Interchange fees, or “swipe fees,” cost Americans an average of $2 on every $100 they spend with credit cards — a higher percentage than anywhere else in the industrialized world. Why? Because other countries and their governments have been able to negotiate with the big banks and credit card companies for fair rates and transparency, the MPC notes. NACS is one of the founding members of the MPC.

But, in the United States merchants and their customers are still forced to pay sky-high interchange fees.

Interchange fees started out in the 1960s as a way for banks to cover the cost of processing credit card transactions. But even as technology has dropped that cost dramatically, the banks and credit card companies have pushed swipe fees higher and higher, turning it into a cash cow. For many businesses, credit card fees are now their single-highest non-labor operating cost.

With almost any other equipment, supplier or service, retailers can comparison-shop, negotiate or otherwise influence its final cost of doing business. Store owners can conserve on energy usage and seek out the most competitive prices for merchandise, just to cite a few examples.

Not so with credit card interchange fees. Visa and MasterCard control more than 80 percent of the marketplace. They set the fees in secret, give businesses no ability to negotiate and virtually insist they be buried in the price of merchandise. Unfortunately, the card companies’ hidden fees get passed on to all consumers in the form of higher prices and lower value for nearly everything they buy.

“It’s bad enough that the credit card companies force these hidden fees on us and our customers when we can least afford it,” noted NACS Vice Chairman of Government Relations Tom Robinson, president of Robinson Oil Corporation. “But when we are paying more than anywhere else in the world, and other countries have taken action to protect their citizens from abuse, it is inconceivable that our government would turn a blind eye to the issue. It is time for Congress to step up and defend the principles of the free-market economy by taking action on (interchange) fees.”

Though Congress and the White House have addressed other credit card reforms, the MPC is arguing that any fix will be incomplete without addressing interchange fees. Consider:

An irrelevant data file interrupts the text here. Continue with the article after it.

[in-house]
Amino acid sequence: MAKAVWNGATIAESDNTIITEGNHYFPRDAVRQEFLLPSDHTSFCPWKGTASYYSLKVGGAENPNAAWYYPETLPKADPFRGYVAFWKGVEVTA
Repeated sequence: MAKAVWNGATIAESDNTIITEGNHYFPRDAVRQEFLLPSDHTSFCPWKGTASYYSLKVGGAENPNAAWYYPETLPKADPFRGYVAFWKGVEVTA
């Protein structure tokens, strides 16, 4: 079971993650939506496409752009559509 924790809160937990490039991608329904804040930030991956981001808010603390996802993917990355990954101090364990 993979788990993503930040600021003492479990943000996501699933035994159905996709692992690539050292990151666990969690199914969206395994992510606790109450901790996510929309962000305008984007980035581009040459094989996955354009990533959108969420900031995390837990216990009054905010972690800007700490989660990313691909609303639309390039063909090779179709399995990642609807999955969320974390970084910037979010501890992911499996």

Banks raked in an estimated $48 billion in interchange fees in 2008 – an average of $427 per American household in just one year.

  • This $48 billion total is more than triple the amount collected as recently as in 2001.
  • Hidden interchange fees cost Americans more than all credit card annual fees, cash advance fees, over-the-limit fees, and late fees combined.
  • U.S. interchange fees are the highest in the developed world. The U.S. pays approximately 60 percent of interchange fees globally – about double the U.S. percentage share of global GDP.

Compared to the rest of the world, U.S. interchange fees are more than two times the rates in the U.K. and New Zealand, four times the rates in Australia and more than six times the cross-border rates recently agreed upon by MasterCard and the European Union.

Meanwhile, the payments industry has back with its own “study.”

In a September 17 press release, Visa announced the findings of a new study that shows that “consumers believe retailers benefit far more from accepting credit and debit cards than they pay in costs.

The press release noted that consumers believe merchants see card cost acceptance as a part of doing business, much like paying for utilities such as electricity.

“Retailers and their well-funded trade associations have filed lawsuits and are aggressively lobbying Congress to allow them to shift their business costs to consumers by allowing merchants to charge checkout fees whenever consumers use credit or debit cards. At the same time, national convenience store chains have launched misleading, in-store petition campaigns to cover for their checkout fee efforts, noted Visa’s press release.

“The response is loud and clear: consumers aren’t buying the message convenience store chains and big retailers are selling,” said Bill Sheedy, group president of the Americas for Visa Inc., in the release. “This research demonstrates that consumers are well aware that legislation is a Trojan horse that likely will lead to higher prices for cardholders while retailers pocket the savings.”